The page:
As an exercise in remembering, Memorial Day has a specific focus. My purpose is not to detract from remembrance of our nation’s warriors who have lost their lives in the defense of liberty. Rather, I want to put this particular act of remembrance in the larger context of remembering as a feature of the Christian way of life.
Deuteronomy 8 helps us do that. Here we find that the Bible not only speaks powerfully to us in times of trouble but that it has equally important things to say to us after troubled times have passed and things are going well again. What it calls us to do in this “good times after bad” scenario is intentionally look back and remember the struggle.
Some context: Deuteronomy is a series of sermons Moses delivered in the plains of Moab before Israel crossed over into the land of promise. The “children of Israel” have endured four decades of wilderness life, and though they are about to face hardship of a different kind during the conquest, they are also going to experience unparalleled prosperity.
Moses looks ahead to those good times and provides a word of caution that is just as relevant to us today as it was to his people thousands of years ago.
Remembering Truly Is a Discipline
A discipline is something we do on purpose even when we don’t feel like it. Lately I’m on a plan to get my weight back to where it was a couple of years ago. Quite a few of us know what that involves: moving when you’d rather not, going hungry when you’d rather not. Discipline.
In Deuteronomy 8:1-2, Moses says,
The whole commandment that I command you today you shall be careful to do, that you may live and multiply, and go in and possess the land that the Lord swore to give to your fathers. 2 And you shall remember the whole way that the Lord your God has led you these forty years in the wilderness, that he might humble you, testing you to know what was in your heart, whether you would keep his commandments or not. (ESV, Deut. 8:1–2)
He commands them to remember in v.2, specifically because they will not feel like remembering.
It’s no coincidence that the followers of Jesus Christ are called “disciples.” Disciples are followers who are devoted enough to engage in personal sacrifice (this is what “self-denial” is) in order to faithfully follow—and learn—the way of their master.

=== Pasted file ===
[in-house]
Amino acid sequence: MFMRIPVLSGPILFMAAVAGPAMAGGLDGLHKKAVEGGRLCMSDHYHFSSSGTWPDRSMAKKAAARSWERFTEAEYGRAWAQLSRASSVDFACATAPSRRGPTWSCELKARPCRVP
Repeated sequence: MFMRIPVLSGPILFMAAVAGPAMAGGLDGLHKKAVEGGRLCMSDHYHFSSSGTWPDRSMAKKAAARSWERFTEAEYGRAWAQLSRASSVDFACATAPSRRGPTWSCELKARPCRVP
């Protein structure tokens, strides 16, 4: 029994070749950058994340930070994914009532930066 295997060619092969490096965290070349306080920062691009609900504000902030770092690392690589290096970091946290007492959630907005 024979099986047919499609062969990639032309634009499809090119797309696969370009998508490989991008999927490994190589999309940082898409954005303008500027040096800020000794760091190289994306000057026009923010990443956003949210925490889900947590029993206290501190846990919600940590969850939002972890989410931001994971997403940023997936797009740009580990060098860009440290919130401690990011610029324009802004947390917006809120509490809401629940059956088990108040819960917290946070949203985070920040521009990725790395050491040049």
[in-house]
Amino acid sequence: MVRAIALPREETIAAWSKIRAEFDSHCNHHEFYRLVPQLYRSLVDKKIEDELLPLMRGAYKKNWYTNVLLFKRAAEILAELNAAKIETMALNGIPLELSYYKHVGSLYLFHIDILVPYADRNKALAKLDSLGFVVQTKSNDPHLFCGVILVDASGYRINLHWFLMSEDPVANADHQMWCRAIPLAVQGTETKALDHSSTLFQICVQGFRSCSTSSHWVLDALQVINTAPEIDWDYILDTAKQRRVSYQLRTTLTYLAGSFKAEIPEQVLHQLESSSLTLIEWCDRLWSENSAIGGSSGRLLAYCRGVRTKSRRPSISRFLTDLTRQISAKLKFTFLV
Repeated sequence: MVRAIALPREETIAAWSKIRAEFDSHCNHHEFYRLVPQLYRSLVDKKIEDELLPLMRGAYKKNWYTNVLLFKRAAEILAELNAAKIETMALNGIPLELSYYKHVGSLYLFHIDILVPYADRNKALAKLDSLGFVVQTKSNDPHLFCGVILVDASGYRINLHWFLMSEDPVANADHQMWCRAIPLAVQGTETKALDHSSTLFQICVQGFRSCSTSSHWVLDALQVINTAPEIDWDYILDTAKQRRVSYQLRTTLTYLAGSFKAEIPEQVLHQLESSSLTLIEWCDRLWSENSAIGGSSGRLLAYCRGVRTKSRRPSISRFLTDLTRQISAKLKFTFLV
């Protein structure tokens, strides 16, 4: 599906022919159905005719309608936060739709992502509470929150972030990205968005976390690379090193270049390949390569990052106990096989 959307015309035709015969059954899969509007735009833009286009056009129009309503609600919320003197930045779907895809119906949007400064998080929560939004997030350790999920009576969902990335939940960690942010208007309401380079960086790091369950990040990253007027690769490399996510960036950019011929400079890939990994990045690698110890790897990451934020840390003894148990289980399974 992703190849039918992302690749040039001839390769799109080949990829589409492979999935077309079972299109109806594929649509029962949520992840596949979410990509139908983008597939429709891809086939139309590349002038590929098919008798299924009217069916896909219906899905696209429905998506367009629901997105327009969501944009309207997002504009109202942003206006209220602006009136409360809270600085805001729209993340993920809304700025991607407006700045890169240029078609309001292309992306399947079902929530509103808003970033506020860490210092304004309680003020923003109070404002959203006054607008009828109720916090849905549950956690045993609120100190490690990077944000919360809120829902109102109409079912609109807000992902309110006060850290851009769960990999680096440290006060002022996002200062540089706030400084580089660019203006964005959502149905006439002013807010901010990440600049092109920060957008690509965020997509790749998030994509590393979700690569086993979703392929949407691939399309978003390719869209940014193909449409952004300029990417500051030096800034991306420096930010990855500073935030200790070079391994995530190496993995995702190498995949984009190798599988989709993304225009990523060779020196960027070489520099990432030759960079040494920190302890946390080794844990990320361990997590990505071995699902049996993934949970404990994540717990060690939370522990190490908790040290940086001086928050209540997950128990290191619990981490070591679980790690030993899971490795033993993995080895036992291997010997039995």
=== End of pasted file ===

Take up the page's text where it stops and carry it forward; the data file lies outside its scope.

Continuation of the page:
If anyone comes to me and does not hate his own father and mother and wife and children and brothers and sisters, yes, and even his own life, he cannot be my disciple. 27 Whoever does not bear his own cross and come after me cannot be my disciple. 28 For which of you, desiring to build a tower, does not first sit down and count the cost, whether he has enough to complete it? (Luke 14:26–28)
Our Remembering Must Be Specific
There’s a kind of spiritual and emotional euphoria that comes on us after a time of struggle ends and things get better. Grateful rejoicing is appropriate, but as we relax and think “Wow—I’m sure glad that’s over!” we soon lapse into indulgent ease, and inattentiveness to the hazards that still exist.
In Deuteronomy 8:2-5, Moses draws his people’s attention to specific events and principles that they are likely to fade from their thinking in the future after the struggle has passed. Without allegorizing or spiritualizing, we can readily see several ways in which the experience of God’s people is similar to our own.
Five Truths We Need to Remember After Hard Times Pass
1. That we’ve been through a journey. 8:2
“And you shall remember the whole way that the LORD your God has led you these forty years in the wilderness.”
Most of us would rather let the worst of times fade quickly in memory, but “the whole way” of that journey is important context for understanding our current and future blessings.
2. That we needed humbling. 8:2
“And you shall remember … God has led you … that he might humble you, testing you.”
A constant mindfulness that we actually need the humbling effect of hard times and painful experiences ensures that when they return—as they certainly will, we’ll be able to see them for what they are: part of God’s ongoing work of remaking us.